US20060064099A1 (en) 2002-11-13 2006-03-23 Paul Pavlov Articular facet interference screw
US7192966B2 (en) 2002-11-15 2007-03-20 Branded Products For The Future Pharmaceutical composition
US20040151791A1 (en) 2002-11-15 2004-08-05 Ricardo Mayo-Alvarez Pharmaceutical composition
US20040109889A1 (en) 2002-12-04 2004-06-10 Bunick Frank J. Surface treatment composition for soft substrates
US7524515B2 (en) 2003-01-10 2009-04-28 Mutual Pharmaceuticals, Inc. Pharmaceutical safety dosage forms
US20030124061A1 (en) 2003-01-10 2003-07-03 Roberts Richard H. Pharmaceutical safety dosage forms
US20040185097A1 (en) 2003-01-31 2004-09-23 Glenmark Pharmaceuticals Ltd. Controlled release modifying complex and pharmaceutical compositions thereof
US20070042044A1 (en) 2003-03-26 2007-02-22 Egalet A/S Matrix compositions for controlled delivery of drug substances
US20050013857A1 (en) 2003-05-07 2005-01-20 Yourong Fu Highly plastic granules for making fast melting tablets
US20040228802A1 (en) 2003-05-12 2004-11-18 Rong-Kun Chang Drug formulations having reduced abuse potential
US20100092555A1 (en) 2003-06-27 2010-04-15 David Wynn Soft tablet containing high molecular weight cellulosics
US20040265372A1 (en) 2003-06-27 2004-12-30 David Wynn Soft tablet containing high molecular weight cellulosics
US7897179B2 (en) 2003-08-06 2011-03-01 Nostrum Pharmaceuticals, Inc. Pharmaceutical composition containing water soluble drug
US8114383B2 (en) 2003-08-06 2012-02-14 Gruenenthal Gmbh Abuse-proofed dosage form
WO2005016321A1 (en) 2003-08-15 2005-02-24 Qlt Usa, Inc. Adhesive bioerodible transmucosal drug delivery system
US7611728B2 (en) 2003-09-05 2009-11-03 Supernus Pharmaceuticals, Inc. Osmotic delivery of therapeutic compounds by solubility enhancement
US7201920B2 (en) 2003-11-26 2007-04-10 Acura Pharmaceuticals, Inc. Methods and compositions for deterring abuse of opioid containing dosage forms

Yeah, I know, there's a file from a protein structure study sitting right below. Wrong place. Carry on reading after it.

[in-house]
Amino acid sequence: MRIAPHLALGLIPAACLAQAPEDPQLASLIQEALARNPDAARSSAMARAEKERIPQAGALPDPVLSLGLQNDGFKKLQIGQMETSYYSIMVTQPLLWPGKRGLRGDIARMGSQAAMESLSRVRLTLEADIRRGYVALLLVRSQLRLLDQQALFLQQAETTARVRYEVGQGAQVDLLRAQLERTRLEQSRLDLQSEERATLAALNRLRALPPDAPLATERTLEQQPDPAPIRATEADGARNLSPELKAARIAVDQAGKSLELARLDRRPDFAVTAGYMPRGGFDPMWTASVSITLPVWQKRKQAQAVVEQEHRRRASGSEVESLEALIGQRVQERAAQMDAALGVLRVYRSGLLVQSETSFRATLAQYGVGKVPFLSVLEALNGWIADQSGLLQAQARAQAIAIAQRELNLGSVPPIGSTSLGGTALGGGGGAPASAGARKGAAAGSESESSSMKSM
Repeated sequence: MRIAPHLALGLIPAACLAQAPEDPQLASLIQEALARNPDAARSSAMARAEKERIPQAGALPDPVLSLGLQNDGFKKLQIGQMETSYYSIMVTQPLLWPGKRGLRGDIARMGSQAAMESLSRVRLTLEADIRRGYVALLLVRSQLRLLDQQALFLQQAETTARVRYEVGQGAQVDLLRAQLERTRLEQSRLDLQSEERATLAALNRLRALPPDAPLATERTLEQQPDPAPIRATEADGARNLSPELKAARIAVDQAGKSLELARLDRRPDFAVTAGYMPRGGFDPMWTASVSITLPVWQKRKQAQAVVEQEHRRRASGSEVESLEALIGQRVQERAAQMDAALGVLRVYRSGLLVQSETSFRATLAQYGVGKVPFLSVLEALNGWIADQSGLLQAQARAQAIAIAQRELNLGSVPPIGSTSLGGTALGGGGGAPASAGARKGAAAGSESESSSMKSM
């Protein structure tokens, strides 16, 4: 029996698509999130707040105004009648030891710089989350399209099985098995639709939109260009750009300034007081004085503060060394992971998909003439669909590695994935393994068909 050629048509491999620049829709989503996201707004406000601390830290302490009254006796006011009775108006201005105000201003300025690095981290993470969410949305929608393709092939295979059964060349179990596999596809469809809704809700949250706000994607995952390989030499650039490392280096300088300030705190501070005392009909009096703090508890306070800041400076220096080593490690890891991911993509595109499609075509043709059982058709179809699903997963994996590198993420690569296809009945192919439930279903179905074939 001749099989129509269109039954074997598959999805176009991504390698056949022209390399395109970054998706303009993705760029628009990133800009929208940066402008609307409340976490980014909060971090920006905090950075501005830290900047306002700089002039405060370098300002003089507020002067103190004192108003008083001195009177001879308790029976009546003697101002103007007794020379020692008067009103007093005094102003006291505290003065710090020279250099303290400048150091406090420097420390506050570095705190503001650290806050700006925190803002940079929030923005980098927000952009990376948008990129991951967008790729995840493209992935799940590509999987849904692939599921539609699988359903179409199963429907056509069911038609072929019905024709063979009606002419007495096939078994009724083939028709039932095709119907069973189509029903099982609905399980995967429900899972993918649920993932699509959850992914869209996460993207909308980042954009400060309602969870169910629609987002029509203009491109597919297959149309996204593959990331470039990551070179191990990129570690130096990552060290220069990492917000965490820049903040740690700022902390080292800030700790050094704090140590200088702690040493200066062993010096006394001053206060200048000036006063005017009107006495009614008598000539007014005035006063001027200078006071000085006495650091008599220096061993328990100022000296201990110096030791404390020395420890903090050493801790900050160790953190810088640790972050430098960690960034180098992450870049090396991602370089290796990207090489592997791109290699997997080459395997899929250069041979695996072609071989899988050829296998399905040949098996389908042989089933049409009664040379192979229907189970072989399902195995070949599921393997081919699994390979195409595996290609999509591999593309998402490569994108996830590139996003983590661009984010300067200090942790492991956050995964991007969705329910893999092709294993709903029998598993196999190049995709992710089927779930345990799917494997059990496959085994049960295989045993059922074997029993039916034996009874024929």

US7476402B2 (en) 2003-11-26 2009-01-13 Acura Pharmaceuticals, Inc. Methods and compositions for deterring abuse of opioid containing dosage forms
US20050112067A1 (en) 2003-11-26 2005-05-26 Vijai Kumar Methods and compositions for deterring abuse of opioid containing dosage forms
WO2005053587A1 (en) 2003-11-26 2005-06-16 Acura Pharmaceuticals, Inc. Methods and compositions for deterring abuse of opioid containing dosage forms
US7510726B2 (en) 2003-11-26 2009-03-31 Acura Pharmaceuticals, Inc. Methods and compositions for deterring abuse of opioid containing dosage forms
US20090005408A1 (en) 2003-12-24 2009-01-01 Grunenthal Gmbh Process for the production of an abuse-proofed dosage form
US20050163851A1 (en) 2003-12-29 2005-07-28 Feleder Ethel C. Osmotic device containing a venlafaxine salt and a salt having an ion in common
US7674799B2 (en) 2004-03-30 2010-03-09 Purdue Pharma L.P. Oxycodone hydrochloride having less than 25 ppm 14-hydroxycodeinone
US7674800B2 (en) 2004-03-30 2010-03-09 Purdue Pharma L.P. Oxycodone hydrochloride having less than 25 PPM 14-hydroxycodeinone
US7683072B2 (en) 2004-03-30 2010-03-23 Purdue Pharma L.P. Oxycodone hydrochloride having less than 25 ppm 14-hydroxycodeinone
US20080317854A1 (en) 2004-04-22 2008-12-25 Grunenthal Gmbh Process for the production of an abuse-proofed solid dosage form
US7879352B2 (en) 2004-05-21 2011-02-01 Accu-Break Technologies, Inc. Scored pharmaceutical tablets comprising a plurality of segments
US20130065885A1 (en) 2004-05-28 2013-03-14 Imaginot Pty Ltd. Oral therapeutic compound delivery system
US20080287456A1 (en) 2004-05-28 2008-11-20 Imaginot Pty Ltd Oral Therapeutic Compound Delivery System
US20060003007A1 (en) 2004-07-01 2006-01-05 Isa Odidi Controlled extended drug release technology
US20080312264A1 (en) 2004-07-01 2008-12-18 Grunenthal Gmbh Process for the production of an abuse-proofed solid dosage form
US20060008527A1 (en) 2004-07-09 2006-01-12 Yury Lagoviyer Controlled phase composition technology as an improved process for protection of drugs
US20060018837A1 (en) 2004-07-26 2006-01-26 Victory Pharma, Inc. Pharmaceutical compositions and methods for the prevention of drug misuse
US20060093631A1 (en) 2004-10-29 2006-05-04 Buehler Gail K Dye-free pharmaceutical suspensions and related methods